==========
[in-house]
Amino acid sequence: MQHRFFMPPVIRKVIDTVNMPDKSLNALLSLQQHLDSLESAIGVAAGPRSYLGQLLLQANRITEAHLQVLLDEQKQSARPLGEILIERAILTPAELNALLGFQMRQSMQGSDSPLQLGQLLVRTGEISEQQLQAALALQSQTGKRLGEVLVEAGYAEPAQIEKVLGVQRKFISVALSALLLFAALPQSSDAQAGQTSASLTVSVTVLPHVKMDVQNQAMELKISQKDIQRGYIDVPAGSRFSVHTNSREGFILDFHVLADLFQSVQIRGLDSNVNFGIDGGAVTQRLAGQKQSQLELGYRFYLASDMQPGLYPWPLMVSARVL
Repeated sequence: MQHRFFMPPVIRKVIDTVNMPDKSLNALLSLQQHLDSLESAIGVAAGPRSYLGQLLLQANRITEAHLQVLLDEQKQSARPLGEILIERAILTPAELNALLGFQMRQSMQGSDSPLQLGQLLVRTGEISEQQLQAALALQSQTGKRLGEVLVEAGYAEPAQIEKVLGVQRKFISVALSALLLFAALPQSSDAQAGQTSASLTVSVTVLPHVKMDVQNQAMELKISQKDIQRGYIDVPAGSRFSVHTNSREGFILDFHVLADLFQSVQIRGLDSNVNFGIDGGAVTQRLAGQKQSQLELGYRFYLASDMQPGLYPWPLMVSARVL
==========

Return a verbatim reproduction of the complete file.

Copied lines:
[in-house]
Amino acid sequence: MQHRFFMPPVIRKVIDTVNMPDKSLNALLSLQQHLDSLESAIGVAAGPRSYLGQLLLQANRITEAHLQVLLDEQKQSARPLGEILIERAILTPAELNALLGFQMRQSMQGSDSPLQLGQLLVRTGEISEQQLQAALALQSQTGKRLGEVLVEAGYAEPAQIEKVLGVQRKFISVALSALLLFAALPQSSDAQAGQTSASLTVSVTVLPHVKMDVQNQAMELKISQKDIQRGYIDVPAGSRFSVHTNSREGFILDFHVLADLFQSVQIRGLDSNVNFGIDGGAVTQRLAGQKQSQLELGYRFYLASDMQPGLYPWPLMVSARVL
Repeated sequence: MQHRFFMPPVIRKVIDTVNMPDKSLNALLSLQQHLDSLESAIGVAAGPRSYLGQLLLQANRITEAHLQVLLDEQKQSARPLGEILIERAILTPAELNALLGFQMRQSMQGSDSPLQLGQLLVRTGEISEQQLQAALALQSQTGKRLGEVLVEAGYAEPAQIEKVLGVQRKFISVALSALLLFAALPQSSDAQAGQTSASLTVSVTVLPHVKMDVQNQAMELKISQKDIQRGYIDVPAGSRFSVHTNSREGFILDFHVLADLFQSVQIRGLDSNVNFGIDGGAVTQRLAGQKQSQLELGYRFYLASDMQPGLYPWPLMVSARVL